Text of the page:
As the boiling point of the saturated aliphatic hydrocarbons used as the dispersing medium becomes higher, they also require a higher temperature for dissolving ethyl hydroxyethyl cellulose, and since those 35 boiling points higher than 180 C. can dissolve the cellulose with difficulty even at 100 C. or more, the saturated aliphatic hydrocarbons having boiling points of from 35 to 180 C. are advantageous if used alone. On the other hand, if solvents which dissolve ethyl hydroxyethyl cellulose are admixed, it is also possible to use saturated aliphatic hydrocarbons of the boiling points of from 35 to 400 C. as the dispersing medium and may give a dispersion system of good dispersion stability at room temperature.

Solvents dissolving ethyl hydroxyethyl cellulose include esters, ketones, alkyl halides, ethers, alcohols, aromatic hydrocarbons and halogenated aromatic hydrocarbons, for example, those having been mentioned hereinbefore in particular as solvents dissolving ethyl cellulose as well as cycloaliphatic hydrocarbons, for example, those having also been mentioned hereinbefore in particular as solvents for ethyl cellulose under a heated condition.

In cases where the above solvents are used together with the saturated aliphatic hydrocarbons as the dispersing medium, the solvents are advantageously added in the following amounts: the amount for esters, ketones, alkyl halides, ethers and alcohols is up to 0.3 time; aromatic and halogenated aromatic hydrocarbons is up to 1 time; and of the cycloaliphatic hydrocarbons is up to 10 times, based on the weight of the saturated aliphatic hydrocarbons, respectively.

The saturated aliphatic hydrocarbons of boiling points of from 35 to 180 C. which may be used as the dispersing medium under a heated condition for dissolving ethyl hydroxyethyl cellulose or together with other solvents include linear and branched saturated hydrocarbons, for example, pentane, hexane, heptane, octane, nonane and decane. The saturated linear hydrocarbons which may be used as the dispersing medium by mixing with other compounds dissolving ethyl hydroxyethyl cellulose may contain, for example, undecane, dodecane, tetradecane, octadecane, tetracosane or pentatriacontane.

From the above description, it will be appreciated that any suitable fraction of petroleum containing the saturated aliphatic hydrocarbons of boiling points of from 35 to 180 C. may also be used in a similar manner as the above saturated hydrocarbons. A petroleum fraction containing mostly saturated aliphatic hydrocarbons exhibits properties similar to those of saturated aliphatic hydrocarbons, and a petroleum fraction containing aromatic and cycloaliphatic hydrocarbons exhibits properties similar to those of a dispersing medium which is obtained by adding these aromatic and cycloaliphatic hydrocarbons to the aliphatic saturated hydrocarbons. Examples of petroleum fractions which may be used as the dispersing medium are petroleum ether, ligroin, kerosine and liquid paraffin.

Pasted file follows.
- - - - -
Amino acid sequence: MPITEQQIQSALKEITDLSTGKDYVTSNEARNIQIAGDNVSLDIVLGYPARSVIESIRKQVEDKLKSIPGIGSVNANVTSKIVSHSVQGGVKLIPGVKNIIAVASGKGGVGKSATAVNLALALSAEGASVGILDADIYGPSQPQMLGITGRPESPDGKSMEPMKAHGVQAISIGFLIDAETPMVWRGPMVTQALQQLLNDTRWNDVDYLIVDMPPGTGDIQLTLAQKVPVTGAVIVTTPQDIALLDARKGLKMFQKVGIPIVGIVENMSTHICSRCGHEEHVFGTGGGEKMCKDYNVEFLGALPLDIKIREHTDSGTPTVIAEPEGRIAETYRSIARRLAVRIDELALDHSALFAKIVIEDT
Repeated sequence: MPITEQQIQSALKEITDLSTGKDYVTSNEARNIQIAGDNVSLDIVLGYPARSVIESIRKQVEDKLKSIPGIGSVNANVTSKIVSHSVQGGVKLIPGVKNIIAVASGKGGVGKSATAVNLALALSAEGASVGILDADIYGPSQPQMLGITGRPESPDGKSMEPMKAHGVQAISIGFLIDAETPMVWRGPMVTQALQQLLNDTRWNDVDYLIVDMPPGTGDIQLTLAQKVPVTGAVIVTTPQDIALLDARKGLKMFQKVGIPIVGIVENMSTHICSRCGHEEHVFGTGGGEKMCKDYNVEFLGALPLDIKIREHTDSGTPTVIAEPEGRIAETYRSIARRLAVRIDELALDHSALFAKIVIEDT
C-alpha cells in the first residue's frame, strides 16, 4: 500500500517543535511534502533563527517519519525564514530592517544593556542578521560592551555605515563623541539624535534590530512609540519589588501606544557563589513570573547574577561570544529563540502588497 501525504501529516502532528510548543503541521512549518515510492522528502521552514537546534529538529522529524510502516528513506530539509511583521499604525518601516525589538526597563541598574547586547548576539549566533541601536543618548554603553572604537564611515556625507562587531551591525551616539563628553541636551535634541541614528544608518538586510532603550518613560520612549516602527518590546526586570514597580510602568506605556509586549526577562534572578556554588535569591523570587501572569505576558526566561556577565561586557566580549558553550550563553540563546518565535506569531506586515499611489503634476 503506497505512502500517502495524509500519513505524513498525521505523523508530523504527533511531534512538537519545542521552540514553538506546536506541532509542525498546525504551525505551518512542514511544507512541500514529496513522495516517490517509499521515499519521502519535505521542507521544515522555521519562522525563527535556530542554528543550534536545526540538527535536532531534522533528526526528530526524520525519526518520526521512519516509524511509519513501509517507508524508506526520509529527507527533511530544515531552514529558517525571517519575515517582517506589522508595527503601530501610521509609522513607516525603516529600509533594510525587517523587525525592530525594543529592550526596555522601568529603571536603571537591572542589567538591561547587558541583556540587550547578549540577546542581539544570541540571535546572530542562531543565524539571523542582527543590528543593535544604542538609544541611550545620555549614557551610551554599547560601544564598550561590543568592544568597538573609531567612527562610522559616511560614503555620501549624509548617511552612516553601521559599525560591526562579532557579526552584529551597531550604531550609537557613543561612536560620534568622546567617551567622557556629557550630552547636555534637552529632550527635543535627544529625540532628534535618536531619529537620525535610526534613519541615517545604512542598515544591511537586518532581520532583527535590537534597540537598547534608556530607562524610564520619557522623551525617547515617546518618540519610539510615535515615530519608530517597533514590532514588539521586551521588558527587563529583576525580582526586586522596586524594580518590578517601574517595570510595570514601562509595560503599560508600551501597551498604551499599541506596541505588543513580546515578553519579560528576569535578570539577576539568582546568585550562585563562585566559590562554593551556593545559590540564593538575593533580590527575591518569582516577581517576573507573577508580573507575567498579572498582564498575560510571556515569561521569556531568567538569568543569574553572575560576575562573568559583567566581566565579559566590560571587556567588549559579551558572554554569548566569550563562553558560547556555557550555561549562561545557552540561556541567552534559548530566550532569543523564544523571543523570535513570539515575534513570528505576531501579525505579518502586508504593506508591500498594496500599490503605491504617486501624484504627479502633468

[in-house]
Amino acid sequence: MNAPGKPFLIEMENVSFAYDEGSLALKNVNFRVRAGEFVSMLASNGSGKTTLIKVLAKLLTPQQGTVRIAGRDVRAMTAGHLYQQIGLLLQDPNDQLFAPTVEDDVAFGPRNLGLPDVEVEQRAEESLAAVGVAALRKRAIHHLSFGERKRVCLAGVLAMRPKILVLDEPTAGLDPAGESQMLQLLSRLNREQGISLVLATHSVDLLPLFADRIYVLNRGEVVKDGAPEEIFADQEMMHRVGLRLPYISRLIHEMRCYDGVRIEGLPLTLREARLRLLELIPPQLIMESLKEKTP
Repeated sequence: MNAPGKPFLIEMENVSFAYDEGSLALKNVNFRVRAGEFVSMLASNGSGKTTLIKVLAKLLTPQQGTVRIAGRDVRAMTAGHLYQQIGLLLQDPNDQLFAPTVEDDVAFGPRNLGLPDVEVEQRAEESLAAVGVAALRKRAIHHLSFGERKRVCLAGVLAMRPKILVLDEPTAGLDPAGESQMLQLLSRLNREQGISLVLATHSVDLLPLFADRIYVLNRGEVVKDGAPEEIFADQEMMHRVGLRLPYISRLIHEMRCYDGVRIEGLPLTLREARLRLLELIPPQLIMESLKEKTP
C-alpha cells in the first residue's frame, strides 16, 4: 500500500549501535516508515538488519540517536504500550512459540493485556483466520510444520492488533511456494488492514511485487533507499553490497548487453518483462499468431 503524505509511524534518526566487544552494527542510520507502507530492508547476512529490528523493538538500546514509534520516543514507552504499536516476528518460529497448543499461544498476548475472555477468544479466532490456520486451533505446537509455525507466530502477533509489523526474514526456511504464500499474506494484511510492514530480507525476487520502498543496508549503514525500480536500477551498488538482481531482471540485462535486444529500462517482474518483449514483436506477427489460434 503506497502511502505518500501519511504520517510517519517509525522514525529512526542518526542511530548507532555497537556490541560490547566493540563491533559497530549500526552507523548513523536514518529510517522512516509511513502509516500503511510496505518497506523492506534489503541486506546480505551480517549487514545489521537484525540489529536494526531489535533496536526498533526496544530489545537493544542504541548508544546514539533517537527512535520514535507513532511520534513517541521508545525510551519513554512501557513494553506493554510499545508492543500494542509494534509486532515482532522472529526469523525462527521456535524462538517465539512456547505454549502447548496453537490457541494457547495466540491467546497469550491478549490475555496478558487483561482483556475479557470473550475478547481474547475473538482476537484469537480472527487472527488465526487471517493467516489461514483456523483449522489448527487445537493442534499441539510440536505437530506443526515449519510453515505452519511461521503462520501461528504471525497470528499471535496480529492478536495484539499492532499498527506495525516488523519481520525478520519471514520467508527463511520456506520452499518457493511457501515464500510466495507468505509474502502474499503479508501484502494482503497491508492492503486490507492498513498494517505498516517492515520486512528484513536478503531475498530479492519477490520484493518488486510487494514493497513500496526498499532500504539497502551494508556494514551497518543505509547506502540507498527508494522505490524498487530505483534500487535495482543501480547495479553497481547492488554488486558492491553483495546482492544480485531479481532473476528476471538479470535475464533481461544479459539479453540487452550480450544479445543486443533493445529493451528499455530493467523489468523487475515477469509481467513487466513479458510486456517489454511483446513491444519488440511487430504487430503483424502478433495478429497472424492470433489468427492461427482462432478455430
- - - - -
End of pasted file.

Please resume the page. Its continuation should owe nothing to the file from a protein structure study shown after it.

The foregoing provides detailed directions for use of respective dispersing mediums which are suited for combined use with each of the dispersion stabilizers, for example cellulose acetate butyrate, ethyl cellulose and ethylhydroxyethyl cellulose. Although these and other cellulose esters and ethers may undergo changes in their behvior against solvents with the degree of substitution in the anhydrous glucose unit, it will be understood that other dispersion stabilizers than those which have particularly been described hereinbefore may also be used and give stable dispersed polymerization systems, if the dispersing medium gelatinizing or swelling these dispersion stabilizers is combined with "solvents dissolving the cellulose derivatives to be used as the dispersion stabilizer" or "solvents dissolving stabilizer under a heated condition".